B.C. Budget 2021: New money, promises for mental health and the overdose crisis

Provincial budget promises new money to mental health, which experts say has increased during the pandemic.

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The provincial budget promises $500 million in new spending over three years to help people struggling with mental health problems during the pandemic and those battling addictions during the overdose crisis, calling it the largest spending of its kind in B.C. history.

“The COVID-19 pandemic has highlighted the importance of mental health, including the challenges faced by youth, as well as the damaging impacts of the ongoing overdose crisis,” the budget says.

The money is fairly evenly divided over the next three years, although the largest chunk, $189 million, comes in the final year, 2023-24, despite the fact that both crises urgently need more spending now.

On addictions, the budget pledges $285 million for treatment and recovery, and $45 million for overdose prevention. This includes 195 additional treatment and recovery beds for substance users, who would then be supported by new community-based services. The money will also make permanent some of the emergency measures set up during the pandemic, such as new drug consumption sites, community outreach teams, and the Lifeguard App.


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Iglika Ivanova, with the Canadian Centre for Policy Alternatives, said the NDP deserves credit for putting $500 million into mental health and addictions which will help many vulnerable British Columbians. But she argued it is only an “historic” investment because those problems were so underfunded by previous governments.

“To me, it does seem like a fairly modest amount, especially considering the magnitude of the crisis,” she said. “In the last couple of years, we’ve had more people die from the opioid crisis than from COVID-19.”

Iglika Ivanova, a senior economist at the Canadian Centre for Policy Alternatives, in 2017.
Iglika Ivanova, a senior economist at the Canadian Centre for Policy Alternatives, in 2017.

Finance Minister Selina Robinson did not directly answer a question about why the budget didn’t have any money specifically set aside for ensuring access to safe drugs, but said: “that’s really a focus of our government, to make sure that there’s a safe supply and that’s work that we’re doing with the federal government.”

However, Guy Felicella, a peer clinical adviser with the B.C. Center on Substance Use, said safe supply should have been funded. “With the amount of people who are losing their lives to illicit substances, that should be actually bumped up to being a priority.”

Felicella salutes the government for making more money available for treatment and recovery, but said the system also needs to address the trauma behind most addictions, and wished the budget had allowed for more counselling to be covered by MSP.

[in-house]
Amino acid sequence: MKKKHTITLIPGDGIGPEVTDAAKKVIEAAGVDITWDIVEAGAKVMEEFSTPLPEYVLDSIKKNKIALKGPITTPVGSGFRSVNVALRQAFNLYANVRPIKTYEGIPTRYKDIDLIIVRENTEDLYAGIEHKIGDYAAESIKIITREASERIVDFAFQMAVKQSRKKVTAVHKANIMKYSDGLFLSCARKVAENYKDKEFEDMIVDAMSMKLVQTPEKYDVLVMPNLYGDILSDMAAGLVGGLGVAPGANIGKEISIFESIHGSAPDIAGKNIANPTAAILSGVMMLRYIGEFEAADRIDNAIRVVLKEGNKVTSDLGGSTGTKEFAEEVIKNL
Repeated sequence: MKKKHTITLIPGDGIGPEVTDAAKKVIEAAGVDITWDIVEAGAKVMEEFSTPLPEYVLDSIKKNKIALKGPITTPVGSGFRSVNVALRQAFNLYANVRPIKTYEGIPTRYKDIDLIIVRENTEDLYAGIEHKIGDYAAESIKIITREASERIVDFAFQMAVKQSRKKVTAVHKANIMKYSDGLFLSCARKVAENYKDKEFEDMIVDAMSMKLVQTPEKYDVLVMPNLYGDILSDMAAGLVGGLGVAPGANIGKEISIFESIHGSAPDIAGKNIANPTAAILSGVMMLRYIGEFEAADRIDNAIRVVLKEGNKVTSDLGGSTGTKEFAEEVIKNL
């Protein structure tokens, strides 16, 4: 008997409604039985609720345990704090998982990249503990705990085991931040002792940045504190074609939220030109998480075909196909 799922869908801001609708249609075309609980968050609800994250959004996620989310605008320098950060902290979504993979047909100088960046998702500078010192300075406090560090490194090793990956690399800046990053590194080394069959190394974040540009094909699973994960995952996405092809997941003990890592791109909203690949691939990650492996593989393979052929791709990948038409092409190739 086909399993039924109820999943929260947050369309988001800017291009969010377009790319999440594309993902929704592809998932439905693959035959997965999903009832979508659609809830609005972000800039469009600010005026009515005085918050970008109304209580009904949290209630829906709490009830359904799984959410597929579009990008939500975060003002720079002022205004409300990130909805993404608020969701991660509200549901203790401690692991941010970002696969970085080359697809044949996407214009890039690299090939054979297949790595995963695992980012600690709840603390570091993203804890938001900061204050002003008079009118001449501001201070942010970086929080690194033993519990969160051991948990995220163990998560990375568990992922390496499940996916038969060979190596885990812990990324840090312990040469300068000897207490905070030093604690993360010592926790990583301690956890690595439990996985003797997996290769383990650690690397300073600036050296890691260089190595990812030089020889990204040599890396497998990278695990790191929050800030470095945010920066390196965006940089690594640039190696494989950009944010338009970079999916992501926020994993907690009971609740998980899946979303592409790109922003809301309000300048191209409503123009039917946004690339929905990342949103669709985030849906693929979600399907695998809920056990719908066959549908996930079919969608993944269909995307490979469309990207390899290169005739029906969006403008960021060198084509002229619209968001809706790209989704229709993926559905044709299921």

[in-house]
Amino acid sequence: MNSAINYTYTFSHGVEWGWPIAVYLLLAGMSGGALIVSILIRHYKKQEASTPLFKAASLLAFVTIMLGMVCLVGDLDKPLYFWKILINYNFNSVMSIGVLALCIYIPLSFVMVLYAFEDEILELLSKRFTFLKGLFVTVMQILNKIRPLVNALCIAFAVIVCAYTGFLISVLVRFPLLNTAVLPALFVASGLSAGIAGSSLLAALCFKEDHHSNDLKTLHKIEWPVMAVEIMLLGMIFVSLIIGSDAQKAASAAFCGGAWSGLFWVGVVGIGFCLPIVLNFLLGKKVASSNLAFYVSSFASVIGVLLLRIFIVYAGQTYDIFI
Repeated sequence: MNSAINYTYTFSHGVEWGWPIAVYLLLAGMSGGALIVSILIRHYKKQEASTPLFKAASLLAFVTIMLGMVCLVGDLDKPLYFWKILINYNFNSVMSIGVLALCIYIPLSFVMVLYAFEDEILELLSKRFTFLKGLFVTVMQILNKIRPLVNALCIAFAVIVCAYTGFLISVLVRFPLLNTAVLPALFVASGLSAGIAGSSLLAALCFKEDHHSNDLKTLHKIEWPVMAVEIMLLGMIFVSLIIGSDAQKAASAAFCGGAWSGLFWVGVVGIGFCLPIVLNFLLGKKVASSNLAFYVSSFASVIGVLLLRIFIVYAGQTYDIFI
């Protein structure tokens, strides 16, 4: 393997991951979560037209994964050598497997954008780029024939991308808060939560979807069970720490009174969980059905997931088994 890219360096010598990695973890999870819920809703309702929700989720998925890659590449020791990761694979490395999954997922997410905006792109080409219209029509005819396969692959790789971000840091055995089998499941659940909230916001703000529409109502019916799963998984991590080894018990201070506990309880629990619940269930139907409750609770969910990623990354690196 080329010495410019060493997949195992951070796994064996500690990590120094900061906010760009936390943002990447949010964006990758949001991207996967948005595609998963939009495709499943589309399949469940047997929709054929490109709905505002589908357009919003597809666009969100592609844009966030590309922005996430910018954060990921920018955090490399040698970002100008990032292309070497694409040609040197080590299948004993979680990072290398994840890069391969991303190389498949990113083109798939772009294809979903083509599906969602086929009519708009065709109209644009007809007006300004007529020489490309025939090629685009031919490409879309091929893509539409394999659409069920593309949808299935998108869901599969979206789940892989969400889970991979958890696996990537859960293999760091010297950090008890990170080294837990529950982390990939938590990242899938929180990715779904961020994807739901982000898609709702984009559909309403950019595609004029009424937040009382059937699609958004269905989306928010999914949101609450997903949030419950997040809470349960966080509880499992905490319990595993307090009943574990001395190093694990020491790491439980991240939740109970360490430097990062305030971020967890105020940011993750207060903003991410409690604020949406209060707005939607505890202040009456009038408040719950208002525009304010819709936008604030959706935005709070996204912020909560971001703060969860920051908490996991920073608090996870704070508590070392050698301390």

Jennifer Charlesworth, representative for children and youth.
Jennifer Charlesworth, representative for children and youth. Photo by Handout

For mental health, the budget includes $97 million for supports for children and youth, including more resources in 15 school districts and expanding Foundry Centres for young people. It also promises $53 million to expand the early psychosis intervention program, $14 million for the First Nations Health Authority, and $8 million to expand eating disorder care and suicide prevention.


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These investments were a good first step, but not nearly enough to adequately support children with special needs, or reduce waitlists, or to make mental health services equitable in every community, said Jennifer Charlesworth, B.C.’s representative for children and youth.

“I see thousands of young people that are struggling. They were struggling before COVID, and it’s got a lot worse. And I’m not seeing anything that’s fundamentally enhancing the depth and breadth of the challenges of mental health. So I’m very concerned about that,” she said.

Ivanova said both mental health and addictions are often linked to poverty, and there was not nearly enough in the budget for supported housing or other issues to help people who are financially struggling. “On that front, I think there isn’t much new.”

Experts say there has been a sizable increase in people suffering from mental health issues during the pandemic, and that marginalized and vulnerable populations are affected the most severely.

B.C. declared a public health emergency over poisoned street drugs five years ago and more than 1,700 British Columbians fatally overdosed in 2020, making it the worst year on record — and 2021 is showing no signs of improvement.

On Monday, the federal budget promised $100 million over three years for mental health interventions for those disproportionately impacted by COVID-19, including health-care workers, front-line workers, youth, seniors, Indigenous people, and racialized Canadians.

It also pledged $116 million over two years to address the opioid epidemic and other substance-abuse concerns.



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